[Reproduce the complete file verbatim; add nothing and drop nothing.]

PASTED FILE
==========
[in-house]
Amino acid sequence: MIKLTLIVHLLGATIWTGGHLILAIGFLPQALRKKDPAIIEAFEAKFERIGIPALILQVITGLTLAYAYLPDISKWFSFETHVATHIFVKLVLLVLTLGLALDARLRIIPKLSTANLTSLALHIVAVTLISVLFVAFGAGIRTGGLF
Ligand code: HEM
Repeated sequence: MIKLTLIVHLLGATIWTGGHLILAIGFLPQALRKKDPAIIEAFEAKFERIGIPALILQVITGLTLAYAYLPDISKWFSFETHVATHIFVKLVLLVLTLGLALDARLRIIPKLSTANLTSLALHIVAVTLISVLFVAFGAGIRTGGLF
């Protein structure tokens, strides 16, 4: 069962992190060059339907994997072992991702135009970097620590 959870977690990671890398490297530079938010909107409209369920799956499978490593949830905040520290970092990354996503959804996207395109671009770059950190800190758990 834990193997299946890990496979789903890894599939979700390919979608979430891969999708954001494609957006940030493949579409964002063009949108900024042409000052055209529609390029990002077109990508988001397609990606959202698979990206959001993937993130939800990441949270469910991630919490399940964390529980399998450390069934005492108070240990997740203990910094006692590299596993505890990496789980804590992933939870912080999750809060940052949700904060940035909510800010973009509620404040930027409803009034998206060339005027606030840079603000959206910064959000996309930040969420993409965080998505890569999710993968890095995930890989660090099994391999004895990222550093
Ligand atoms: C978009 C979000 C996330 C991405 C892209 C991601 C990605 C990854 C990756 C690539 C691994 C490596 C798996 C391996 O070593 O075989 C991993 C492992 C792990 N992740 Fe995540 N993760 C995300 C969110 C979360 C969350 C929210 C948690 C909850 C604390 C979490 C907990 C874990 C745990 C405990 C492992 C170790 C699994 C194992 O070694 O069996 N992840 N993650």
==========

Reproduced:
[in-house]
Amino acid sequence: MIKLTLIVHLLGATIWTGGHLILAIGFLPQALRKKDPAIIEAFEAKFERIGIPALILQVITGLTLAYAYLPDISKWFSFETHVATHIFVKLVLLVLTLGLALDARLRIIPKLSTANLTSLALHIVAVTLISVLFVAFGAGIRTGGLF
Ligand code: HEM
Repeated sequence: MIKLTLIVHLLGATIWTGGHLILAIGFLPQALRKKDPAIIEAFEAKFERIGIPALILQVITGLTLAYAYLPDISKWFSFETHVATHIFVKLVLLVLTLGLALDARLRIIPKLSTANLTSLALHIVAVTLISVLFVAFGAGIRTGGLF
């Protein structure tokens, strides 16, 4: 069962992190060059339907994997072992991702135009970097620590 959870977690990671890398490297530079938010909107409209369920799956499978490593949830905040520290970092990354996503959804996207395109671009770059950190800190758990 834990193997299946890990496979789903890894599939979700390919979608979430891969999708954001494609957006940030493949579409964002063009949108900024042409000052055209529609390029990002077109990508988001397609990606959202698979990206959001993937993130939800990441949270469910991630919490399940964390529980399998450390069934005492108070240990997740203990910094006692590299596993505890990496789980804590992933939870912080999750809060940052949700904060940035909510800010973009509620404040930027409803009034998206060339005027606030840079603000959206910064959000996309930040969420993409965080998505890569999710993968890095995930890989660090099994391999004895990222550093
Ligand atoms: C978009 C979000 C996330 C991405 C892209 C991601 C990605 C990854 C990756 C690539 C691994 C490596 C798996 C391996 O070593 O075989 C991993 C492992 C792990 N992740 Fe995540 N993760 C995300 C969110 C979360 C969350 C929210 C948690 C909850 C604390 C979490 C907990 C874990 C745990 C405990 C492992 C170790 C699994 C194992 O070694 O069996 N992840 N993650």